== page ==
Bradford & Bingley has entered into a binding agreement for the transfer of its mortgage servicing operations to Computershare.
A statement from the government’s UK Asset Resolution explained it is a seven year outsourcing contract covering £30bn of assets.
UKAR will continue to own and have ultimate responsibility for Northern Rock and Bradford & Bingley mortgages and loans, with no changes to customers’ terms and conditions.
Some 1,700 colleagues based in Sunderland and West Yorkshire will transfer to Computershare, while UKAR will retain the remaining 250 employees who will continue to manage the banks’ balance sheets and administer the Help to Buy Mortgage Guarantee Scheme and Help to Buy Isa.
The transaction is subject to certain conditions and is expected to complete sometime this summer.
In the wake of the 2008 financial crisis, HM Treasury set up a limited company called UK Financial Investments to manage the government’s shareholdings in banks subscribing to its recapitalisation fund.
In 2010, it then created UK Asset Resolution to manage the closed mortgage books of failed banks Bradford & Bingley and Northern Rock.
By 2013, UKAR had paid back some £5.2bn of government funding from the nationalisation of the banks.
The number of mortgage customers fell to 587,000 during 2012 (compared to 638,000 in 2011) as credit-worthy customers refinanced their mortgages and moved to other providers.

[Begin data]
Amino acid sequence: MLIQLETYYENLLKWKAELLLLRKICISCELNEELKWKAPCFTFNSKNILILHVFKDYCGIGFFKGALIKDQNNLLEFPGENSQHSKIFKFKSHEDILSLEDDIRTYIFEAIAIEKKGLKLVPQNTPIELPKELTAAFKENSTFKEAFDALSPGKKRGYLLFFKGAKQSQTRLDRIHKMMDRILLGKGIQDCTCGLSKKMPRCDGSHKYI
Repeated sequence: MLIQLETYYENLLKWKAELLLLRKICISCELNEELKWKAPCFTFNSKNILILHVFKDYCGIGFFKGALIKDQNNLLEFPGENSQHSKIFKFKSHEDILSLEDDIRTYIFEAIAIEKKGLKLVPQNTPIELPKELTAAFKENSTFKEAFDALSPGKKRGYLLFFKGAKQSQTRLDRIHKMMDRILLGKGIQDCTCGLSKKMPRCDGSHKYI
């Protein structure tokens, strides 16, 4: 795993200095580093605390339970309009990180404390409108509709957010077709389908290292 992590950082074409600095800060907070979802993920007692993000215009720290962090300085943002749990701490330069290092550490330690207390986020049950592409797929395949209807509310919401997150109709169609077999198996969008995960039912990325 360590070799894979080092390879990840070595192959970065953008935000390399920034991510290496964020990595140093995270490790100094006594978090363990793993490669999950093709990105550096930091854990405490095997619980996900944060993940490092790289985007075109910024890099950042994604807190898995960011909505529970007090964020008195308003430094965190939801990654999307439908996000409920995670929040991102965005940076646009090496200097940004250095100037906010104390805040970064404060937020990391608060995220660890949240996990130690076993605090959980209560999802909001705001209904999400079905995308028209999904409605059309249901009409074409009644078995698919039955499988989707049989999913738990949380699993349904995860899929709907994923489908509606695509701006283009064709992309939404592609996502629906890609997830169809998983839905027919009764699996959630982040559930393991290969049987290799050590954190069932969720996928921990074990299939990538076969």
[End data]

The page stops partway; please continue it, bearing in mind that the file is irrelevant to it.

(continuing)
By March of this year, the government confirmed plans to completely sell off mortgages owned by Bradford & Bingley by 2017 or 2018.
The latest Budget documents stated: “Following the recent successful sale of £13bn of former Northern Rock mortgages, the Treasury, UK Financial Investments and UKAR have been exploring further sales of UKAR mortgages: in particular, a programme of sales designed to raise sufficient proceeds for Bradford & Bingley to repay the £15.65bn debt to the FSCS and, in turn, the corresponding loan from the Treasury.”
Ray Boulger, senior technical manager at John Charcol, explained many smaller lenders find it more economical to outsource their mortgage servicing, because internally they do not benefit from the economies of scale a large organisation does.
“If the decision to outsource mortgage servicing of its Bradford & Bingley book was made on a purely commercial basis it would suggest that UKAR has concluded that as the size of the book declines it is now down to a size, or will be soon, where it is more cost effective to outsource the servicing.
“From the staff’s situation, assuming the terms of the transfer to Computershare are fair, an advantage is that being part of a company with a long term interest in maintaining its presence in the market is that it will provide more job security than being employed by a business whose long term plan is to wind it down.”
In addition to commercial imperatives, Mr Boulger pointed out the politicians who ultimately control UKAR may see some benefit in de-nationalising as much the operation as quickly as is commercially sensible.